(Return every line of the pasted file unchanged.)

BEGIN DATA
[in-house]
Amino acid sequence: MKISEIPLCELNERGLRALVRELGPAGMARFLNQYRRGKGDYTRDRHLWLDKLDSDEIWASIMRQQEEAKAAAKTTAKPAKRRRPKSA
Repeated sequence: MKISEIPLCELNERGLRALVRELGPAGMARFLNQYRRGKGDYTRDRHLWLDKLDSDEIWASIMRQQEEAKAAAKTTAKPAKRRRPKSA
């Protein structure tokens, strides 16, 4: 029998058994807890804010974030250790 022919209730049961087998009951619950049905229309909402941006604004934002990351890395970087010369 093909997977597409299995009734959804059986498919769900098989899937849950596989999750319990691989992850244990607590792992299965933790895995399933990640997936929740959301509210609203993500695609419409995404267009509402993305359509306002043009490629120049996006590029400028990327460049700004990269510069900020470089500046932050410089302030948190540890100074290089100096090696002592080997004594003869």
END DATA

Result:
[in-house]
Amino acid sequence: MKISEIPLCELNERGLRALVRELGPAGMARFLNQYRRGKGDYTRDRHLWLDKLDSDEIWASIMRQQEEAKAAAKTTAKPAKRRRPKSA
Repeated sequence: MKISEIPLCELNERGLRALVRELGPAGMARFLNQYRRGKGDYTRDRHLWLDKLDSDEIWASIMRQQEEAKAAAKTTAKPAKRRRPKSA
């Protein structure tokens, strides 16, 4: 029998058994807890804010974030250790 022919209730049961087998009951619950049905229309909402941006604004934002990351890395970087010369 093909997977597409299995009734959804059986498919769900098989899937849950596989999750319990691989992850244990607590792992299965933790895995399933990640997936929740959301509210609203993500695609419409995404267009509402993305359509306002043009490629120049996006590029400028990327460049700004990269510069900020470089500046932050410089302030948190540890100074290089100096090696002592080997004594003869």